The term "worker" as used for these data is defined based on the criteria for work status in the past 12 months.
Beginning in 2008, the weeks worked question was separated into 2 parts: part (a) asked whether the respondent worked 50 or more weeks in the past 12 months and part (b) asked respondents who answered 'no' to part (a) how many weeks they worked, even for a few hours.
Limitation of the Data
It is probable that the number of people who worked in the past 12 months and the number of weeks worked are understated since there is some tendency for respondents to forget intermittent or short periods of employment or to exclude weeks worked without pay. There may also be a tendency for people not to include weeks of paid vacation among their weeks worked; one result may be that the American Community Survey figures understate the number of people who worked "50 to 52 weeks."
The American Community Survey data refer to the 12 months preceding the date of interview. Since not all people in the American Community Survey were interviewed at the same time, the reference period for the American Community Survey data is neither fixed nor uniform.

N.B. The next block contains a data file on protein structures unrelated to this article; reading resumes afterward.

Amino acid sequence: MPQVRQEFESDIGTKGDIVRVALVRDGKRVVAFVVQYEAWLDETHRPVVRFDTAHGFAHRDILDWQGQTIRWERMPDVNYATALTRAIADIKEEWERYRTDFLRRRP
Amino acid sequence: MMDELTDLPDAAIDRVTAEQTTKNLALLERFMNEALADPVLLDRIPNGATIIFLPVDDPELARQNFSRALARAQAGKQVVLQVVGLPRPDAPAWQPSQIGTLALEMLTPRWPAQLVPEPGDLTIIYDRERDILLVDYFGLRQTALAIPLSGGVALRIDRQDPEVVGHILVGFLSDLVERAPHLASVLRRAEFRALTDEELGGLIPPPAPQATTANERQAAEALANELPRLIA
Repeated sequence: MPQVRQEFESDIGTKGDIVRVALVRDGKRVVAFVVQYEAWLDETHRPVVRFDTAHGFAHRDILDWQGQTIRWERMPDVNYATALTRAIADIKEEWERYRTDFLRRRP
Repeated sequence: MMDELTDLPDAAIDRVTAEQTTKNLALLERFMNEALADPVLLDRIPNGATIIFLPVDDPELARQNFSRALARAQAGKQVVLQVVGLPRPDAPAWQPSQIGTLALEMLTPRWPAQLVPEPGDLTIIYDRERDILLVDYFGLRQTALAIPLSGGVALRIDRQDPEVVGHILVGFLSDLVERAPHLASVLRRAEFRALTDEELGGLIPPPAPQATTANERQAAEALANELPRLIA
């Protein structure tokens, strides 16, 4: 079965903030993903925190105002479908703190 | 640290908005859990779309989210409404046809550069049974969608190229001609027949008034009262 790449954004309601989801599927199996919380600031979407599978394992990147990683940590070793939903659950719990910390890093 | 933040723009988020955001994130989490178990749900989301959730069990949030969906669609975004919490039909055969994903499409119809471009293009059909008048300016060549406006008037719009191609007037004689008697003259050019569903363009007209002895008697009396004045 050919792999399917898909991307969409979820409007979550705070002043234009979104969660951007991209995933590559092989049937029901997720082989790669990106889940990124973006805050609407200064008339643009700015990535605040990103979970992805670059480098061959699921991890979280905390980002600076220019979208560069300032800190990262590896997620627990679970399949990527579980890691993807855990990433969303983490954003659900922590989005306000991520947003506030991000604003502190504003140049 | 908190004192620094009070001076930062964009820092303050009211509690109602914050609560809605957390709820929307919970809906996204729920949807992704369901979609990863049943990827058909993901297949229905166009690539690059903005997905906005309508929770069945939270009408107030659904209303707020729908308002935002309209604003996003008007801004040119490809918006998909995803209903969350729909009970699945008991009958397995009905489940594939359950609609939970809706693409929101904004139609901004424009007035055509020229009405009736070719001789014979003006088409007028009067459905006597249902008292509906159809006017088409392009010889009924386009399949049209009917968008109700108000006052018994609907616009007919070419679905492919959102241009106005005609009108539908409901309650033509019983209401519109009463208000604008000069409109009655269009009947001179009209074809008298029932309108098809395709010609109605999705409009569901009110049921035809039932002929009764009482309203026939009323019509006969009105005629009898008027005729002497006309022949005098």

Beginning in 2006, the population in group quarters (GQ) is included in the ACS. Some types of GQ populations may have work experience distributions that are different from the household population. The inclusion of the GQ population could therefore have a noticeable impact on the work experience distribution. This is particularly true for areas with a substantial GQ population.
The Census Bureau tested the changes introduced to the 2008 version of the weeks worked question in the 2006 ACS Content Test. The results of this testing show that the changes may introduce an inconsistency in the data produced for this question as observed from the years 2007 to 2008, see "2006 ACS Content Test Evaluation Report Covering Weeks Worked" on the ACS website (http://census.gov/acs
For information on Work Experience data comparability, please see the comparability section for Employment Status.